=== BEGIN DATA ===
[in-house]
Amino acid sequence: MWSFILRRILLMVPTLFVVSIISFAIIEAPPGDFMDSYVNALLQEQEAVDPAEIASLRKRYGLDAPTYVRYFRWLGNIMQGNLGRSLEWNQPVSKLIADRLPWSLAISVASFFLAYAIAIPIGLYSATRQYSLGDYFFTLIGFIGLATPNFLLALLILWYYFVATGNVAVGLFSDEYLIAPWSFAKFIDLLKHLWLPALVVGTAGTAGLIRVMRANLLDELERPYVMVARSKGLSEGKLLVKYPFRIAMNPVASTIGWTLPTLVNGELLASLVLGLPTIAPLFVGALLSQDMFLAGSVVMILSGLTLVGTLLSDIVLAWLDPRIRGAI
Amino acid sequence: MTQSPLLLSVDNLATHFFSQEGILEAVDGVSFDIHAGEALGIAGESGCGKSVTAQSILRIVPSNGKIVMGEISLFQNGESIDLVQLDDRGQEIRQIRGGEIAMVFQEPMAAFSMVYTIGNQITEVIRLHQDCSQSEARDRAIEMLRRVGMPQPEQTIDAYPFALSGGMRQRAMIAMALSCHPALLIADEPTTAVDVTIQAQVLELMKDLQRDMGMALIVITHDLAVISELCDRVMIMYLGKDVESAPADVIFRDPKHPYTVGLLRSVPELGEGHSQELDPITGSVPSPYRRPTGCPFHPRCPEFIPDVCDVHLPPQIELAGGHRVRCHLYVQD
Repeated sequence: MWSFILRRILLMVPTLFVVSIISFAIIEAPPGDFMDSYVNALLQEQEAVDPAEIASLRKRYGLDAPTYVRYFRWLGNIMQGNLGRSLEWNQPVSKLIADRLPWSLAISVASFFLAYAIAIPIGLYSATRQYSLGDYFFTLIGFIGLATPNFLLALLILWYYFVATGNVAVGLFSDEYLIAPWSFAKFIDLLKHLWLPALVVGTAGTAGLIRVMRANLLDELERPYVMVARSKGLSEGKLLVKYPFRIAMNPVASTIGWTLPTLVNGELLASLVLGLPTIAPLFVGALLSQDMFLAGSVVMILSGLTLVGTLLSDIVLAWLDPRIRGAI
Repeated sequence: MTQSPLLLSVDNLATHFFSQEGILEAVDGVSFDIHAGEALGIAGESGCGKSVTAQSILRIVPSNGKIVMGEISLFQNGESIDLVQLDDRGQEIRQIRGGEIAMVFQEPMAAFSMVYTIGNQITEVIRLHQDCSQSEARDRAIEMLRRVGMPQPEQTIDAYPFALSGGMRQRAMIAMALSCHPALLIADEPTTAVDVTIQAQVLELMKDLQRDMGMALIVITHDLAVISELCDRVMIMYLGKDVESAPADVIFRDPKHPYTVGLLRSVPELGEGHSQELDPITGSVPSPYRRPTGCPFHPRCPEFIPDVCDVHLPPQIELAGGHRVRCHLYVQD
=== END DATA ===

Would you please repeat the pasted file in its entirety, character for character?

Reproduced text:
[in-house]
Amino acid sequence: MWSFILRRILLMVPTLFVVSIISFAIIEAPPGDFMDSYVNALLQEQEAVDPAEIASLRKRYGLDAPTYVRYFRWLGNIMQGNLGRSLEWNQPVSKLIADRLPWSLAISVASFFLAYAIAIPIGLYSATRQYSLGDYFFTLIGFIGLATPNFLLALLILWYYFVATGNVAVGLFSDEYLIAPWSFAKFIDLLKHLWLPALVVGTAGTAGLIRVMRANLLDELERPYVMVARSKGLSEGKLLVKYPFRIAMNPVASTIGWTLPTLVNGELLASLVLGLPTIAPLFVGALLSQDMFLAGSVVMILSGLTLVGTLLSDIVLAWLDPRIRGAI
Amino acid sequence: MTQSPLLLSVDNLATHFFSQEGILEAVDGVSFDIHAGEALGIAGESGCGKSVTAQSILRIVPSNGKIVMGEISLFQNGESIDLVQLDDRGQEIRQIRGGEIAMVFQEPMAAFSMVYTIGNQITEVIRLHQDCSQSEARDRAIEMLRRVGMPQPEQTIDAYPFALSGGMRQRAMIAMALSCHPALLIADEPTTAVDVTIQAQVLELMKDLQRDMGMALIVITHDLAVISELCDRVMIMYLGKDVESAPADVIFRDPKHPYTVGLLRSVPELGEGHSQELDPITGSVPSPYRRPTGCPFHPRCPEFIPDVCDVHLPPQIELAGGHRVRCHLYVQD
Repeated sequence: MWSFILRRILLMVPTLFVVSIISFAIIEAPPGDFMDSYVNALLQEQEAVDPAEIASLRKRYGLDAPTYVRYFRWLGNIMQGNLGRSLEWNQPVSKLIADRLPWSLAISVASFFLAYAIAIPIGLYSATRQYSLGDYFFTLIGFIGLATPNFLLALLILWYYFVATGNVAVGLFSDEYLIAPWSFAKFIDLLKHLWLPALVVGTAGTAGLIRVMRANLLDELERPYVMVARSKGLSEGKLLVKYPFRIAMNPVASTIGWTLPTLVNGELLASLVLGLPTIAPLFVGALLSQDMFLAGSVVMILSGLTLVGTLLSDIVLAWLDPRIRGAI
Repeated sequence: MTQSPLLLSVDNLATHFFSQEGILEAVDGVSFDIHAGEALGIAGESGCGKSVTAQSILRIVPSNGKIVMGEISLFQNGESIDLVQLDDRGQEIRQIRGGEIAMVFQEPMAAFSMVYTIGNQITEVIRLHQDCSQSEARDRAIEMLRRVGMPQPEQTIDAYPFALSGGMRQRAMIAMALSCHPALLIADEPTTAVDVTIQAQVLELMKDLQRDMGMALIVITHDLAVISELCDRVMIMYLGKDVESAPADVIFRDPKHPYTVGLLRSVPELGEGHSQELDPITGSVPSPYRRPTGCPFHPRCPEFIPDVCDVHLPPQIELAGGHRVRCHLYVQD